A SECOND OPINION, The Hutchinson News
Someday, maybe, the Kansas Legislature will pay for schools in a way that stops the need to litigate, and the state's highest court will stop finding itself in the unenviable position of settling the dispute.
Once again, the Kansas Supreme Court has ruled that the state's formula for financing public education fails to meet the constitutional requirement for equity. The ruling stated that the block grant formula authorized by the previous legislature left poor and minority students at a disadvantage compared to their better-off peers across the state.
The court didn't specify how much money must be infused into the state's public education system, instead leaving that up to lawmakers. Attorneys for the plaintiffs estimate the state will need to produce an additional $800 million to satisfy the court order. Such an amount will only further complicate an already complicated budget that already is lagging by $270 million. The Legislature has until June 30 to act.
Gov. Sam Brownback - whose income tax cuts are viewed as partly to blame for the state's budget shortfall and inadequate funding of education - said that the Legislature has an opportunity to enact "transformative educational reform," including a call for more school choice for parents who would rather send their kids to private, charter or experimental schools.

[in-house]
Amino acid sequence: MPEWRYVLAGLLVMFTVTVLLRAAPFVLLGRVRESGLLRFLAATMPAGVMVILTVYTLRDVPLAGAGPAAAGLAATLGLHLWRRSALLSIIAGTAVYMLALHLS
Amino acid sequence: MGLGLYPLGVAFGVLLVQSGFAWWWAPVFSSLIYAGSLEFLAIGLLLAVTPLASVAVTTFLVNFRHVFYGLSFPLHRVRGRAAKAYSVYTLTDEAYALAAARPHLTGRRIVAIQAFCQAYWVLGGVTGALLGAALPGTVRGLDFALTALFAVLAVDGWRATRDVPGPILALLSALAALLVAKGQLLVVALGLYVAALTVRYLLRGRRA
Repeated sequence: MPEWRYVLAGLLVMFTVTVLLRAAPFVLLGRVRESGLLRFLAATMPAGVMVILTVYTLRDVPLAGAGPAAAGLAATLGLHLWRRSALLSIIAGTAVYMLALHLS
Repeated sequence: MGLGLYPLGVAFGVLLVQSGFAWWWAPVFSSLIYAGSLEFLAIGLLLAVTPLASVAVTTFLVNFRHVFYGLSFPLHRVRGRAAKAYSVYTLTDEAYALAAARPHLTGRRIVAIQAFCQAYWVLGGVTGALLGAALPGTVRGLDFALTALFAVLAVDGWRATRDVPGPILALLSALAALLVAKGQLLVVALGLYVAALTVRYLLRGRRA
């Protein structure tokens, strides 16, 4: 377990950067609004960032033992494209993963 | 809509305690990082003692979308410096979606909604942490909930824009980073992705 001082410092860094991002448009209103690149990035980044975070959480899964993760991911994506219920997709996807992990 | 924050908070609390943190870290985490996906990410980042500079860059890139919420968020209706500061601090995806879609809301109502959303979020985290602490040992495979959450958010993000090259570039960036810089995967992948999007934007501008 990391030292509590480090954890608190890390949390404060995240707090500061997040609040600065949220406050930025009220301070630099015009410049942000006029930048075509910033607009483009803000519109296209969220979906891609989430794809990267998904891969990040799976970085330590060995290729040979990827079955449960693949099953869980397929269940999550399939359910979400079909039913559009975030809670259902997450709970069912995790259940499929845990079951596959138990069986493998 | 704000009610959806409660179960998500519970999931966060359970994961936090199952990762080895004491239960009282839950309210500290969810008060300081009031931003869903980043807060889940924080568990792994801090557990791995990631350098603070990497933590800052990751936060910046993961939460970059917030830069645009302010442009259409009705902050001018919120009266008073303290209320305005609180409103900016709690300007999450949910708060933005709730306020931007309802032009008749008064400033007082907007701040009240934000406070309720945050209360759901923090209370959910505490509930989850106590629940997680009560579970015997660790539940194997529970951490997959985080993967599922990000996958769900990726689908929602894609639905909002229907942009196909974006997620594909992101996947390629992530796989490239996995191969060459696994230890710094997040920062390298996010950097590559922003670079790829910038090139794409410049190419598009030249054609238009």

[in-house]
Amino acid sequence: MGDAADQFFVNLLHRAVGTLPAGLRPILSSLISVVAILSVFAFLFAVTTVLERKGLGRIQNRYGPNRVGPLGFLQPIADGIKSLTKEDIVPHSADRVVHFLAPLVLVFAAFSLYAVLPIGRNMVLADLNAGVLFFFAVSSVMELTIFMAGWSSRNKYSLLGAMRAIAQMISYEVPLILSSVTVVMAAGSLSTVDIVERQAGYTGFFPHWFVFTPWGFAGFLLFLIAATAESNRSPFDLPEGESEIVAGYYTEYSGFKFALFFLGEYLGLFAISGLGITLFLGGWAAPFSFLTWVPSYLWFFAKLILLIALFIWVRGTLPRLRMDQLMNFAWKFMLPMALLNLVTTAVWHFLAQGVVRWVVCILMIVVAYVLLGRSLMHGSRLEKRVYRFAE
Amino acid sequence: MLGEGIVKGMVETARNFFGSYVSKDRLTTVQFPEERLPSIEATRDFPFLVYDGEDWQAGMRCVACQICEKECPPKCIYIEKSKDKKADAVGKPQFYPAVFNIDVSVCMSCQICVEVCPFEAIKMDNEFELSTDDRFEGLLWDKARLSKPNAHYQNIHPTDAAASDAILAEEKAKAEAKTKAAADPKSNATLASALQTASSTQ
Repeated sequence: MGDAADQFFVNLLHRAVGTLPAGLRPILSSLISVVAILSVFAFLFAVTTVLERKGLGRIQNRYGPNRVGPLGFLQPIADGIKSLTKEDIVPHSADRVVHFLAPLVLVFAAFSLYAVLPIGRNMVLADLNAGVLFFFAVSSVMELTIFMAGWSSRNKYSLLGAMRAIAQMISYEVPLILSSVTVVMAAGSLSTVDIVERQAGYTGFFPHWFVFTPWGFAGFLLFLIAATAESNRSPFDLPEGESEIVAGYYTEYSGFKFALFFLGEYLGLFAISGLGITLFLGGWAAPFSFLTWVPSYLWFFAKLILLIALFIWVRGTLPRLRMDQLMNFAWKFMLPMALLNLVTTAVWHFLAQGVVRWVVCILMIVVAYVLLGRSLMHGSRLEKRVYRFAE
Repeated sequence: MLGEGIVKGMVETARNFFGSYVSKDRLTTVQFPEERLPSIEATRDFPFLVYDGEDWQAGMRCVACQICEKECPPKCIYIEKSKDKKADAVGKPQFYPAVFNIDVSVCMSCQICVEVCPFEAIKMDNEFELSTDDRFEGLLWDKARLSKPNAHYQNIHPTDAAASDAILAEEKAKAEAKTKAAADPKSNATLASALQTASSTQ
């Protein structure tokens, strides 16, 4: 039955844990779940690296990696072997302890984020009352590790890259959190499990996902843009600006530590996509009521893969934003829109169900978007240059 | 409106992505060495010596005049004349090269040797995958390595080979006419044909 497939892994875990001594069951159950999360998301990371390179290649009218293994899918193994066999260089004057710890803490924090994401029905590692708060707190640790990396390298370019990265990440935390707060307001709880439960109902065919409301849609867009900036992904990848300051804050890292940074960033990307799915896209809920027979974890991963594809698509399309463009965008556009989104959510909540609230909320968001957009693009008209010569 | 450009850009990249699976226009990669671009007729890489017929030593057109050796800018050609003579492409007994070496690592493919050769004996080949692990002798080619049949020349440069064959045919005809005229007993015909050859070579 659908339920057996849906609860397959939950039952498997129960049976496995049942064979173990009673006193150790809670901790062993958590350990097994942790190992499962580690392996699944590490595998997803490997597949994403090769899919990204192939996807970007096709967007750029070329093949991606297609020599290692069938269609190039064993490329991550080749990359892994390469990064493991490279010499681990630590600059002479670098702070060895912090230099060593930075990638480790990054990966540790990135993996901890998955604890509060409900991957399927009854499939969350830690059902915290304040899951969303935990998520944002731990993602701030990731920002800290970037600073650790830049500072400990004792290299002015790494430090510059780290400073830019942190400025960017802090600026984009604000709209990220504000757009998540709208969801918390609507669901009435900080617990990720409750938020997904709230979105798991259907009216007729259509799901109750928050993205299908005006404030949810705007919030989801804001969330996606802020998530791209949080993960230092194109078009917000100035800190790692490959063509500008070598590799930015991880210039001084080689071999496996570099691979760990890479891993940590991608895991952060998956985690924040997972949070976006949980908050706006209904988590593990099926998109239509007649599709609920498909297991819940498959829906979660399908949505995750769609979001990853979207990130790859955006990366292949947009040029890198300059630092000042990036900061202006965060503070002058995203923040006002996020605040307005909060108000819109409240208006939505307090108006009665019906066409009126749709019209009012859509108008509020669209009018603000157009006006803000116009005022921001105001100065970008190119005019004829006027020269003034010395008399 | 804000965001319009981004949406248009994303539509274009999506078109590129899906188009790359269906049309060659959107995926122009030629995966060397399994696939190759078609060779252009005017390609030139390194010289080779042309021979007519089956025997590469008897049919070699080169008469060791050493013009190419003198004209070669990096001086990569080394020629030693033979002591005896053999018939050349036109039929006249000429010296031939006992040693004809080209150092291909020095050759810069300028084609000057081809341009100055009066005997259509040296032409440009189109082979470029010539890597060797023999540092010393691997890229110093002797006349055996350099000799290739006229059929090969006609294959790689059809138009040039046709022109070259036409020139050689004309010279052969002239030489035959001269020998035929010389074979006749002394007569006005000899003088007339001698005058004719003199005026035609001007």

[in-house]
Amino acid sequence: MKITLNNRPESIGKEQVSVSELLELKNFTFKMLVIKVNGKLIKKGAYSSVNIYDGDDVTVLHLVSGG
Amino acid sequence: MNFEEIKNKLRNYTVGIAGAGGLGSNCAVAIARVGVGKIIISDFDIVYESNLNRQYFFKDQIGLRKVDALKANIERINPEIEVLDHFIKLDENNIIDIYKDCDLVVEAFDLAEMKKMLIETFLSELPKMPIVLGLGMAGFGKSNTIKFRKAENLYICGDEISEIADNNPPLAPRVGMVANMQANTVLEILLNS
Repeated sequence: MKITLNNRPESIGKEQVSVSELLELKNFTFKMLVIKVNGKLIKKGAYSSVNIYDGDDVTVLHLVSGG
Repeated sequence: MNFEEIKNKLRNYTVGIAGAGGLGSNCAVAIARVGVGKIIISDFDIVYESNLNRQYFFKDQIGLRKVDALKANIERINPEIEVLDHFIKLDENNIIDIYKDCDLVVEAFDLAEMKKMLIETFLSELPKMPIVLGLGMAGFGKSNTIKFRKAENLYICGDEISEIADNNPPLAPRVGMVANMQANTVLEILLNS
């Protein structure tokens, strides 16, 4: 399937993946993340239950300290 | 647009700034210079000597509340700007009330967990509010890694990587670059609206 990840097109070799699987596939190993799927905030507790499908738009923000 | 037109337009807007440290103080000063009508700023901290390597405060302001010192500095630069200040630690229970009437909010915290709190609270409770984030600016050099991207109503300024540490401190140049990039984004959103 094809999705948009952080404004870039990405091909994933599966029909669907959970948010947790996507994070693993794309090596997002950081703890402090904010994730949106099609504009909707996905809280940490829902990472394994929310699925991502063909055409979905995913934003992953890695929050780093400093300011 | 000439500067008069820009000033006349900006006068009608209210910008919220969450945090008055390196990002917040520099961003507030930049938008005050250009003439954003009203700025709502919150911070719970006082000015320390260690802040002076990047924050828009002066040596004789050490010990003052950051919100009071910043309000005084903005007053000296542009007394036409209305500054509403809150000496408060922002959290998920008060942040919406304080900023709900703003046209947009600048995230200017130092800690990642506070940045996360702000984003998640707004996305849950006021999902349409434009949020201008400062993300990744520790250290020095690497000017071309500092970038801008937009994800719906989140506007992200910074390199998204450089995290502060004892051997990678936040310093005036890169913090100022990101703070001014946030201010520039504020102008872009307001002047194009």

There will be a time for such discussions, but that time is not now. Little progress or change for the future can be made while there is an immediate, overwhelming need that must be addressed. The Legislature this session must move to satisfy the court's ruling in a way that curbs the continuous litigation that has plagued the state for the better part of the last 20 years.
Once - and only once - that is settled should the state's lawmakers consider changes that would fundamentally alter the way Kansas finances public education. When that time comes, all sides must be willing to recognize that this cycle of litigation has been damaging to students and teachers and work to find a way to end it.
Part of that discussion should center on how to pay for education, and part of the discussion should focus on new methods and innovative ways to provide a high-quality education for all the state's students - regardless of where they live or their family's income. But the talk should center on what's best for Kansas students - the vast majority of whom will always obtain their education from public, rather than private, schools.